Wear SPF - period.
From skin cancer to burns, fine lines to pigmentation, we're all more than aware of the damaging effects UV rays have on the skin. Yet, so many of us fail to wear SPF every single day. Sometimes you just forget, sometimes you couldn't be bothered with washing your face let alone applying suncream and sometimes the weather is so dreary you just can't justify putting on SPF.
So, for many of us, using a daytime moisturiser that also contains SPF is a total no-brainer. Hydrated skin and sun protection in one — what more could you need? Well, it turns out - more SPF.
"Unless you use a teaspoon amount (or more) of moisturiser/foundation the factor in the product won't protect your skin, so I would never count it as my SPF," warns Ciara Darcy, Dublin-based skincare consultant.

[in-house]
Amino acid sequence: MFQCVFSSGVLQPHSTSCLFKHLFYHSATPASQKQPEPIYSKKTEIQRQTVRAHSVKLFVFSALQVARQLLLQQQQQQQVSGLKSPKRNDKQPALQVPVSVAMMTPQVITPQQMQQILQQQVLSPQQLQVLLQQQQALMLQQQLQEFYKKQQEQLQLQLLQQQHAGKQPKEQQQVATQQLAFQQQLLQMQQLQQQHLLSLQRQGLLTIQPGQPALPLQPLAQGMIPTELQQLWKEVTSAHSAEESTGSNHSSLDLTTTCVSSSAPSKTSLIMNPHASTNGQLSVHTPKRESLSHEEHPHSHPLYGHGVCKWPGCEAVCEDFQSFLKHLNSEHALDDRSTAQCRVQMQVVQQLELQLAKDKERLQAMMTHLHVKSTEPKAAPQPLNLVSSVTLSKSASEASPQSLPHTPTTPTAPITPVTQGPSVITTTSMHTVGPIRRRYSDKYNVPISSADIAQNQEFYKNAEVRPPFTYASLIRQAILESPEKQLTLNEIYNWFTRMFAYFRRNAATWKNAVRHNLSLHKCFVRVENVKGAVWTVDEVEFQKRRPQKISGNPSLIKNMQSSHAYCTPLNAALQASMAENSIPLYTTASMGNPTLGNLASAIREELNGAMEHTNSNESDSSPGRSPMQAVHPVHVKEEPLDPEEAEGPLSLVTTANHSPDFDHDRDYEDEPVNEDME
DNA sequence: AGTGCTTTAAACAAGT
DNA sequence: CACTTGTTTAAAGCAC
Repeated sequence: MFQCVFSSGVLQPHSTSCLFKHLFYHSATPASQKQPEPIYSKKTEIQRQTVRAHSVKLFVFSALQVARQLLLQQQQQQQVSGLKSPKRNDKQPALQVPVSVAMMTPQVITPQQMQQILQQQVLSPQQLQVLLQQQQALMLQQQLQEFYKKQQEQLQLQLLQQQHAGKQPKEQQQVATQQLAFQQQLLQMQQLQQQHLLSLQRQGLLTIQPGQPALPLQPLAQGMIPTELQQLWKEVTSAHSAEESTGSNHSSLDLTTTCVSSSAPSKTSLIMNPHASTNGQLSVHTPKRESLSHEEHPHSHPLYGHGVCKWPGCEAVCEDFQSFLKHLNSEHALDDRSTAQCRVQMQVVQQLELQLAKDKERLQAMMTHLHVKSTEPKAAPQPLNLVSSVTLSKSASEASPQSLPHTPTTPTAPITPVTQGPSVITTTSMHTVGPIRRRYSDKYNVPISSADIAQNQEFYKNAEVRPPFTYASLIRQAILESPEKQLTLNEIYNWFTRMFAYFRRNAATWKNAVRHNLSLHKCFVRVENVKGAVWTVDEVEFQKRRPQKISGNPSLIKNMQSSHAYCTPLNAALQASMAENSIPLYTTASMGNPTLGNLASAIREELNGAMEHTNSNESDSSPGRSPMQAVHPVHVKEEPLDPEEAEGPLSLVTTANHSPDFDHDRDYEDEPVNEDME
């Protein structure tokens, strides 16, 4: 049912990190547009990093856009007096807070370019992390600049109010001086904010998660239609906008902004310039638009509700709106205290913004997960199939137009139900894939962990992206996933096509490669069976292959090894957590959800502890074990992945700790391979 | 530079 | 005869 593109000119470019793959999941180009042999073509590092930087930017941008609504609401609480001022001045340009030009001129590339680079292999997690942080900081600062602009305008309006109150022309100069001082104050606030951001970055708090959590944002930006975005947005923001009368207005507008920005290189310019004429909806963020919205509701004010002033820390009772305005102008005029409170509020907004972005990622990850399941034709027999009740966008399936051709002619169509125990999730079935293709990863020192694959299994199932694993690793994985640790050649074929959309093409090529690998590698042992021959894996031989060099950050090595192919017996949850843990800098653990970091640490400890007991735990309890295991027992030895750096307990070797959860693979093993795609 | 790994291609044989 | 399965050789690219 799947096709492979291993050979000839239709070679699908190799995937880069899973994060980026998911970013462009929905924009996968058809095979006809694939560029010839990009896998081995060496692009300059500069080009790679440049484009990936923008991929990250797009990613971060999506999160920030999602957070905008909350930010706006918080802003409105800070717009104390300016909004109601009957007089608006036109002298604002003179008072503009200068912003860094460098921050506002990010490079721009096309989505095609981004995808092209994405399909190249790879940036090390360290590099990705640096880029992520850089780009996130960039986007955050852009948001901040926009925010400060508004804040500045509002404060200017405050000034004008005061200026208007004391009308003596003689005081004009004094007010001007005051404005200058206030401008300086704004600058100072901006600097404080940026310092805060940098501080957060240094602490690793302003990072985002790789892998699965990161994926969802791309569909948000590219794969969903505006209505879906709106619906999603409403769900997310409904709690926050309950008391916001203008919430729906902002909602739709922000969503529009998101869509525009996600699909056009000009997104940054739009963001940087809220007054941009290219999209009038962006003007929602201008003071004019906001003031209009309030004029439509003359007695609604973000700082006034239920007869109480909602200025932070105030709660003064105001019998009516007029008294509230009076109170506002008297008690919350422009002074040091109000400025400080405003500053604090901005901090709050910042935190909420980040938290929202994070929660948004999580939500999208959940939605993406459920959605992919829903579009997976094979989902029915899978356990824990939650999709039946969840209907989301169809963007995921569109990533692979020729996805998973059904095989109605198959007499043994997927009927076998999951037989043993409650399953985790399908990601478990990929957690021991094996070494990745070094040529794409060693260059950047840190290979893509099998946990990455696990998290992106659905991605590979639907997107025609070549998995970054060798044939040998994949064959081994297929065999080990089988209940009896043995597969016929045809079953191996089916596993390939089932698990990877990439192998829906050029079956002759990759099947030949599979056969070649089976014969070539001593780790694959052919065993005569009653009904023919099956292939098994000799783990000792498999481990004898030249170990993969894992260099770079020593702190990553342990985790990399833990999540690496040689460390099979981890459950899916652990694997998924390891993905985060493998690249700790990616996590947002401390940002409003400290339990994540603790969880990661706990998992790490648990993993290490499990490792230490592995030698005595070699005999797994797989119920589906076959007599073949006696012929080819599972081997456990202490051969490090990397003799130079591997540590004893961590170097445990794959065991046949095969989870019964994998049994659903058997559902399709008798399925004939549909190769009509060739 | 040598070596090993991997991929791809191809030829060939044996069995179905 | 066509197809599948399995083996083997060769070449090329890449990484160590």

Allow us to explain.
As a rule, suncream is meant to sit on the skin to act as a defence between your face and the sun. It doesn't penetrate the skin, because it's supposed to block out all those harmful UV rays. When it comes to moisturisers, however, the method of action is the opposite. Their very purpose is to penetrate the skin, adding moisture that wasn't already there.
But the reason why your moisturiser containing SPF isn't working as well as you thought comes from more than just the products' ability to penetrate your skin. Instead, it's about the sunscreen's ability to fully live up to its SPF number, as mixing it with other ingredients dilutes the formula. That, and the fact that you're supposed to continually apply sunscreen throughout the day (which you may not want to do with your moisturiser, based on your skin type or the product's price).
Main image by @matildadjerf